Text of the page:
Estrogen is a female sex hormone that is produced in the ovaries and, to a lesser degree, in the adrenal glands and adipose tissues. It is essential for the development of primary and secondary sex characteristics, as well as function of the reproductive organs. Estrogen also plays a role in several other processes, including bone metabolism and liver function. While ovarian insufficiency, aromatase deficiency, and hyperprolactinemia result in pathologically low estrogen levels, a decrease in estrogen is a normal feature of menopause. Possible clinical features of estrogen deficiency include menopausal symptoms, vaginal and endometrial atrophy, and osteoporosis. Increased estrogen levels may also have adverse effects, including gynecomastia, thrombosis, and an increased risk of breast and endometrial cancer. Progesterone is a female sex hormone produced by the corpus luteum in nonpregnant women and, in pregnant women, by the corpus luteum graviditatis until the 10th week of gestation, after which the placenta takes over production. Progesterone plays an important role in the preparation of the endometrium for implantation of a fertilized ovum and maintenance of pregnancy. Synthetic progesterone derivatives are called “progestins” and are used as contraceptives and are used in the treatment of conditions resulting from endometrial proliferation (e.g., endometriosis, endometrial cancer).
|Overview of female sex hormones|
|Effects in uterus|
|Effects in cervix|| |
|Effects in other tissues|
|Effects of hyperproduction|| |
|Effects of hypoproduction|
Ovarian estrogen synthesis
- LH stimulates androgen synthesis in ovarian theca cells.
- FSH stimulates conversion of androgens to estrogens.
- Conversion of androgens to estrogens is catalyzed by the aromatase enzyme.
Extra-ovarian estrogen synthesis 
- Potency: estradiol > estrone > estriol
- During pregnancy, estrogen concentration increases.
- When estrogen binds to its receptor in the cytoplasm, a hormone-receptor complex is formed that translocates to the nucleus.
Measurement of unconjugated estriol (uE3 or free estriol) is part of the prenatal screening for fetal anomalies (i.e., triple screen test and quad screen test). Decreased levels are associated with Down syndrome, Edward syndrome, molar pregnancy, and fetal demise.
- Cervix 
- Vagina: proliferation of epithelium
- Pubis: hair growth
- Breast: breast growth
Extragenital tissue 
- Bones: ↑ bone formation by inhibiting bone resorption (induces osteoclast apoptosis)
- Blood vessels: protective effect against atherosclerosis
- Blood clotting: ↑ risk of thrombosis
- Kidneys: ↑ water and sodium retention (may contribute to edema)
- Protein synthesis
- Adipose tissue: female distribution of adipose tissue
- ↑ Cancer risk
- Spider nevi, gynecomastia, and testicular atrophy in individuals with cirrhosis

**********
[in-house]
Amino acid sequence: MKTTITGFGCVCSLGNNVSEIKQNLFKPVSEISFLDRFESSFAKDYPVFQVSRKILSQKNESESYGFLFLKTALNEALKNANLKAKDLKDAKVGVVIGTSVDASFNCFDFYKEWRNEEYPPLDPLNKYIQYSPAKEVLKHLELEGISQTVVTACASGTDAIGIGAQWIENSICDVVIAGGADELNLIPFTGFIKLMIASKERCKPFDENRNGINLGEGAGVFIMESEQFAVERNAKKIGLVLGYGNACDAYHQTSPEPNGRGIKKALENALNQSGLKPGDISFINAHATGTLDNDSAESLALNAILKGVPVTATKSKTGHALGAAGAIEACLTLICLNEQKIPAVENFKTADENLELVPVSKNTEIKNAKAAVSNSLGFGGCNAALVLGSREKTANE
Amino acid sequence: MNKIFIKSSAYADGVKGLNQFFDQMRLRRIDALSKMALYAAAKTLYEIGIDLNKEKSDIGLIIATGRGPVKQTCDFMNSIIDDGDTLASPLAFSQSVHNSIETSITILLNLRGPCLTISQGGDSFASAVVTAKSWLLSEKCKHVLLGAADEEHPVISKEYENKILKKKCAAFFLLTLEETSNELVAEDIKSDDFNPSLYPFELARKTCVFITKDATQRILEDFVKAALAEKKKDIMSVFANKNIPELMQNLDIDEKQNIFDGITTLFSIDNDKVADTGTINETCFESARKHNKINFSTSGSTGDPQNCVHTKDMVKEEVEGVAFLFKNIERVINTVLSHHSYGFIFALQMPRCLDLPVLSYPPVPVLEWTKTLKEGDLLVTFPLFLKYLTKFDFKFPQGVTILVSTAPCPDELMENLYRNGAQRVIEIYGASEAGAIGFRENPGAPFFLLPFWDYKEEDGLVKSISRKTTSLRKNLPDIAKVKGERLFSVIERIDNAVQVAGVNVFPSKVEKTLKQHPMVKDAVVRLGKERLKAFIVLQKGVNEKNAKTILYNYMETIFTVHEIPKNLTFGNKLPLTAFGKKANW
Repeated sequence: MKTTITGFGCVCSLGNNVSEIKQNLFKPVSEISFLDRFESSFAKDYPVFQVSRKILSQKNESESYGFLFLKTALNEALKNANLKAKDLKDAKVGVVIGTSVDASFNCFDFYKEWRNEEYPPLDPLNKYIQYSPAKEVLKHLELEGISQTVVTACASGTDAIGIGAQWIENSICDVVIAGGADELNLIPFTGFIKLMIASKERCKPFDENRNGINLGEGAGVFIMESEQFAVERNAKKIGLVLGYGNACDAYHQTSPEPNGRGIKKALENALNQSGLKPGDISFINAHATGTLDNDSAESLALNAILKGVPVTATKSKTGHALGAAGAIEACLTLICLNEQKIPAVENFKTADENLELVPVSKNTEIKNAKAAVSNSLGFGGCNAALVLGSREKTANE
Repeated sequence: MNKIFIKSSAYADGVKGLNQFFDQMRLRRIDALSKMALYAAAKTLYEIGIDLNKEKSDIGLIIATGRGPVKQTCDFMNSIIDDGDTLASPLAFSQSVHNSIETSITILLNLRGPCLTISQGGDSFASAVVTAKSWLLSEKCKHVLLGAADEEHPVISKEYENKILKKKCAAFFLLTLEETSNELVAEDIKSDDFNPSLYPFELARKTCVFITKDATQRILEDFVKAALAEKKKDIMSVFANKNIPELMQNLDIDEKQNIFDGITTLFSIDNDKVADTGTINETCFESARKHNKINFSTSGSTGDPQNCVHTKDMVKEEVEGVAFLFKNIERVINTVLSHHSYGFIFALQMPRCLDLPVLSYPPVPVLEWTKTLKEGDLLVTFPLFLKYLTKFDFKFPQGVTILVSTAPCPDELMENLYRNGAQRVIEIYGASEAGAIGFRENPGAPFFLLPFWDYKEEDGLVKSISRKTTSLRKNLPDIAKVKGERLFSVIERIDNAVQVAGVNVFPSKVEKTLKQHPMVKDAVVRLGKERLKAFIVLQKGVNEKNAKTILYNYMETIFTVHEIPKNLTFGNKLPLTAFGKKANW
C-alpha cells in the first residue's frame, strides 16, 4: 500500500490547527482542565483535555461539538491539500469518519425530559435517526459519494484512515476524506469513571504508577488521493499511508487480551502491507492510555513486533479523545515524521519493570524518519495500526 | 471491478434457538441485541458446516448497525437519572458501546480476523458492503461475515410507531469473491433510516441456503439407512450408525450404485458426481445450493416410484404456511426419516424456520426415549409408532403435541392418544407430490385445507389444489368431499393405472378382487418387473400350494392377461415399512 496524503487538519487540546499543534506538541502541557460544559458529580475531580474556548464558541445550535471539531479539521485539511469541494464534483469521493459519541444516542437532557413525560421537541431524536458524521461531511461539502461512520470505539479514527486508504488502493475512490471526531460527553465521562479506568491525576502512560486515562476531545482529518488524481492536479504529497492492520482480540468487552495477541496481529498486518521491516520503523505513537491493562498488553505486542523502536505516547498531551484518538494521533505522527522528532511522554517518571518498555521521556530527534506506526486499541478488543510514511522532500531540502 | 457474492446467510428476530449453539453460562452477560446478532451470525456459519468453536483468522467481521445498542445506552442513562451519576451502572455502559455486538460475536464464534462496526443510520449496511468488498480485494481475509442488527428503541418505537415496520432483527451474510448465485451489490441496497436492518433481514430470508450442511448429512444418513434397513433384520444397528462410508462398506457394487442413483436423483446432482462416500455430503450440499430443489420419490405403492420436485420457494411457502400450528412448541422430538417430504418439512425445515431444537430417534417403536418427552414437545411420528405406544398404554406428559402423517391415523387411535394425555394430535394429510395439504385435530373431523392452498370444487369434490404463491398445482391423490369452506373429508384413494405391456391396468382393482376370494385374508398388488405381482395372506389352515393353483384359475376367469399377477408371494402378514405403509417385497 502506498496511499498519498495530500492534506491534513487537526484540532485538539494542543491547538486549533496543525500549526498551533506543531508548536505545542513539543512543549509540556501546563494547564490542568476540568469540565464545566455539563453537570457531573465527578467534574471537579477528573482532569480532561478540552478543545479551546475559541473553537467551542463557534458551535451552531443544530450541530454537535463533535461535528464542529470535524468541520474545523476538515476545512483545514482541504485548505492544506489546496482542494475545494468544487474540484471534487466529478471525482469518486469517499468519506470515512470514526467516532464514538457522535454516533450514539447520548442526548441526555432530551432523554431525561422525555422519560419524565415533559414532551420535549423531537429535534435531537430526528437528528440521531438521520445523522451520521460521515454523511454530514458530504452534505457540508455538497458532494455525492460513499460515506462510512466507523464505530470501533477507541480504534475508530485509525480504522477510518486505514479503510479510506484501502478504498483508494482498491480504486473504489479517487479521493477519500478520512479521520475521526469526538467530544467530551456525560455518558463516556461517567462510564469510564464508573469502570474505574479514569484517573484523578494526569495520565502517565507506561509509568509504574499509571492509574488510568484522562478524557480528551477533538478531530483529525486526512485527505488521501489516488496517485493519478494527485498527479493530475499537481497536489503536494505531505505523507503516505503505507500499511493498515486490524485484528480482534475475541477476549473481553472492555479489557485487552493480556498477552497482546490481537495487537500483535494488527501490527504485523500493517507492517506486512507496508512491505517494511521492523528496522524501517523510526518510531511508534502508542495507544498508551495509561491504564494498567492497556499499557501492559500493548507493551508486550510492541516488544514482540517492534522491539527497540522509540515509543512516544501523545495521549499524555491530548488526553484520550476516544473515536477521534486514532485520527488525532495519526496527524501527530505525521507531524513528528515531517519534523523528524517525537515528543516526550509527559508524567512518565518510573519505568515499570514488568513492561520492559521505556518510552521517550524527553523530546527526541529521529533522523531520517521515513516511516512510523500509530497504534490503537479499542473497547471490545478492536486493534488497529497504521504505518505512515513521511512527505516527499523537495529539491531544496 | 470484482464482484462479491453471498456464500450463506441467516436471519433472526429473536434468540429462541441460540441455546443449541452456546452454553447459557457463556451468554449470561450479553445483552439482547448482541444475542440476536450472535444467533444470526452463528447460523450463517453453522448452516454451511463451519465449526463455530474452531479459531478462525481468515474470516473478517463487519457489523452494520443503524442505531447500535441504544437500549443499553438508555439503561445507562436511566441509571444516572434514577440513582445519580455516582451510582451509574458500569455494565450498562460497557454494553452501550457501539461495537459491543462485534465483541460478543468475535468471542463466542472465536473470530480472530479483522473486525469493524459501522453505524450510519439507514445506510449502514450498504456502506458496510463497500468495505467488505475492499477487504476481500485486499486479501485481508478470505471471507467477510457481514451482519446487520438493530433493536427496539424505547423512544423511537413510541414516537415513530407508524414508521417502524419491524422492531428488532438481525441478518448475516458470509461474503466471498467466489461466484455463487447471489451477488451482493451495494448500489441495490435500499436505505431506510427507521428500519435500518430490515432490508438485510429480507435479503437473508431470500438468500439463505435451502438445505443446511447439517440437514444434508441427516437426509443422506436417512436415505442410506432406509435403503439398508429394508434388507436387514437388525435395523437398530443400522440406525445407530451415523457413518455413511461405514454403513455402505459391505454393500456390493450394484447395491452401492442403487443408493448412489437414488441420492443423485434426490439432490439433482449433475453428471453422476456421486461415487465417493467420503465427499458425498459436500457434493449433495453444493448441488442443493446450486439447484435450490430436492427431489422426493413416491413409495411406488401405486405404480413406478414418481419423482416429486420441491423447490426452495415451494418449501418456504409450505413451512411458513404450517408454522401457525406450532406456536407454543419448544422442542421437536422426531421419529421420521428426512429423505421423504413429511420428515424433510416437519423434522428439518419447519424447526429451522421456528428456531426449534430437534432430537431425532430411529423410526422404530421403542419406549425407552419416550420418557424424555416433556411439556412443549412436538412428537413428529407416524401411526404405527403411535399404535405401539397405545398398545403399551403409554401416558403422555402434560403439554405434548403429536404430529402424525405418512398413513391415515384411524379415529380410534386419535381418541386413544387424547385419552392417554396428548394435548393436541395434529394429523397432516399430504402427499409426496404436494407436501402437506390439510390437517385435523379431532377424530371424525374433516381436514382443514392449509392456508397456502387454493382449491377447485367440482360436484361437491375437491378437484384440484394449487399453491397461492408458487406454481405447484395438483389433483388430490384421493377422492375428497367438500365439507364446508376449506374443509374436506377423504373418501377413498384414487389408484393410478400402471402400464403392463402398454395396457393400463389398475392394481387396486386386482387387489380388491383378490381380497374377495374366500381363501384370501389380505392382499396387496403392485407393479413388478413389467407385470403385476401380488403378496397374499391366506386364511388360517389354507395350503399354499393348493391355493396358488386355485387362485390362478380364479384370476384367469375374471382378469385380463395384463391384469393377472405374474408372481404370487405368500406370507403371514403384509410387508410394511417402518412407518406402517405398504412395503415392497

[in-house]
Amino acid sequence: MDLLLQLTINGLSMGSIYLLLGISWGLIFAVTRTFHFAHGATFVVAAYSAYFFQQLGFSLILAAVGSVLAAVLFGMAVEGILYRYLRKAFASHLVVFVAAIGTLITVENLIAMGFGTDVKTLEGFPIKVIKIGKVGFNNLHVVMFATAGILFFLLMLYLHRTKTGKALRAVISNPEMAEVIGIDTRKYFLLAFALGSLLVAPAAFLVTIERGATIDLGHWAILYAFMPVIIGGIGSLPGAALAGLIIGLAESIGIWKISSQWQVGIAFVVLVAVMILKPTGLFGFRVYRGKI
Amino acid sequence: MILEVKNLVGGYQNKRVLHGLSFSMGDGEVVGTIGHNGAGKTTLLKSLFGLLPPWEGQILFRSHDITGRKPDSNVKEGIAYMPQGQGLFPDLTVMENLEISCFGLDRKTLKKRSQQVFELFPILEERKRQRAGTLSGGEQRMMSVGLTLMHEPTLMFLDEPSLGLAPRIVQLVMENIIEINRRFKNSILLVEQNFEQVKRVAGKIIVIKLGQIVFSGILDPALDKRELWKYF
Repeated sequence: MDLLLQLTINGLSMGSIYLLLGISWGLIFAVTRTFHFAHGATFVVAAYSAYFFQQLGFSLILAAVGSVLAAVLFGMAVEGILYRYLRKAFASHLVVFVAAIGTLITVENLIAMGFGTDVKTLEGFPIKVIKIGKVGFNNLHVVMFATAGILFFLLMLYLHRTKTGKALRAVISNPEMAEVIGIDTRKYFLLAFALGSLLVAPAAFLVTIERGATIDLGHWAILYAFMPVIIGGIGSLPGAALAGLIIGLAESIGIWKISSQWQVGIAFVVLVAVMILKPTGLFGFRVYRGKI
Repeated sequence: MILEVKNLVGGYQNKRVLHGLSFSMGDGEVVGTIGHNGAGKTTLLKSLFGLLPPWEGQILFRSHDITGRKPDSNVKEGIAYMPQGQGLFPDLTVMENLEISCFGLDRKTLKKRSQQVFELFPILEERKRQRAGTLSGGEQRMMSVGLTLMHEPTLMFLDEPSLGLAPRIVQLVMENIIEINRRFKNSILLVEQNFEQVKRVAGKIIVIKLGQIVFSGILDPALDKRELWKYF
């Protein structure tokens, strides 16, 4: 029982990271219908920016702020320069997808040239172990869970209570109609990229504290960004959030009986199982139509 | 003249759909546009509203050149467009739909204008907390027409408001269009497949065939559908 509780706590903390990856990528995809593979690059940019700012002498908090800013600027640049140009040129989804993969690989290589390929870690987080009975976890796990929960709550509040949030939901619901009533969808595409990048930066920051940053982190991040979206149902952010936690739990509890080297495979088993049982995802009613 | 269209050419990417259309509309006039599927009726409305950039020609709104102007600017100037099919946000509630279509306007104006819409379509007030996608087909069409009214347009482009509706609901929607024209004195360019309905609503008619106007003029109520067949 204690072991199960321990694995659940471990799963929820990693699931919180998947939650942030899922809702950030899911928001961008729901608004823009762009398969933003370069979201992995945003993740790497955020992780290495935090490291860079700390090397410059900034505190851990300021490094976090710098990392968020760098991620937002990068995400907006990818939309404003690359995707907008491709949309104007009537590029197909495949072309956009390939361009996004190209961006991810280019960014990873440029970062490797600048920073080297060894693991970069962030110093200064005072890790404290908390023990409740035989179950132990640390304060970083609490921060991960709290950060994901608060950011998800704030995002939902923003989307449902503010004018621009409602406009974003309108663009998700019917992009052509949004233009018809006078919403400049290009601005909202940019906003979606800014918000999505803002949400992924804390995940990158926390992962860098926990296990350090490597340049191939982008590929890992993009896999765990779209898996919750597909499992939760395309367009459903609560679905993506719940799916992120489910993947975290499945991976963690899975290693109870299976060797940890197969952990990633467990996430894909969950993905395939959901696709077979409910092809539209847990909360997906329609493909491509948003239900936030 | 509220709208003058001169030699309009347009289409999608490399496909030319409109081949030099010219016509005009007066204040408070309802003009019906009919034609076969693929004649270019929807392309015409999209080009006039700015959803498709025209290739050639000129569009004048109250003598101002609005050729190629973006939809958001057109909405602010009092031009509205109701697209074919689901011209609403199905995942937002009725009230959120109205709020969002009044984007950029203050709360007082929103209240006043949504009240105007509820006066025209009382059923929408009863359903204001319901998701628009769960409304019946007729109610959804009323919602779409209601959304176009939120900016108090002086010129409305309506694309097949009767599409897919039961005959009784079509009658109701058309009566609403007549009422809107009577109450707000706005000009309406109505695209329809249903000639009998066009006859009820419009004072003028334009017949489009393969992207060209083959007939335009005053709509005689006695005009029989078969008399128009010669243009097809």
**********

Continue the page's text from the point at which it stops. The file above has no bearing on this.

- Breast hypertrophy, gynecomastia (in men), galactorrhea
- Weight gain (edema)
- Liver toxicity 
- Nausea and vomiting
- Depressive moods
- Definition: a condition of increased circulating estrogen
- Both sexes: palmar erythema, spider telangiectasias
- Menstrual irregularities (see "The menstrual cycle and menstrual cycle abnormalities")
- Enlargement of the breast and uterus
- ↑ Cancer risk (e.g., endometrial cancer)
- Definition: a condition of decreased circulating estrogen
- Clinical features
- In nonpregnant women: granulosa cells of the corpus luteum
- In pregnant women
- The effects of progesterone are mediated via intracellular receptors.
- For the effects of progesterone in pregnancy, see “Placental function” in "The placenta, umbilical cord, and amniotic sac.”
- Cervix: ↓ cervical mucus production → cervical mucus thickening (inhibits entry of spermatozoids to the uterus)
- Breasts: inhibits prolactin (the decrease in progesterone levels after delivery disinhibits prolactin, triggering lactation)
Role in menstrual cycle
- After ovulation, the ruptured follicle transforms into the corpus luteum, which produces progesterone.
- Progesterone induces changes in internal reproductive organs required for proper implantation of a zygote and inhibits the secretion of FSH and LH, preventing other follicles from developing.
- See "The menstrual cycle and menstrual cycle abnormalities."
- Associated pathologies: low levels of progesterone are associated with infertility, premature birth, and spontaneous abortion 
- Synthetic progesterone derivatives (progestins) are indicated for the following conditions:
- See “Reproductive system drugs” in “General endocrinology” for more information about the pharmacology of progestins.
Reproductive system drugs
|Overview of reproductive system drugs|
|Drug class||Examples||Mechanism of action||Indications||Side effects|
|Selective estrogen receptor modulators (SERMs)|| |
| || |
|Synthetic estrogens || |
|Aromatase inhibitors|| |
|Anabolic steroids || |
|Progestins || |
|Antiprogestins || || |
- See “.”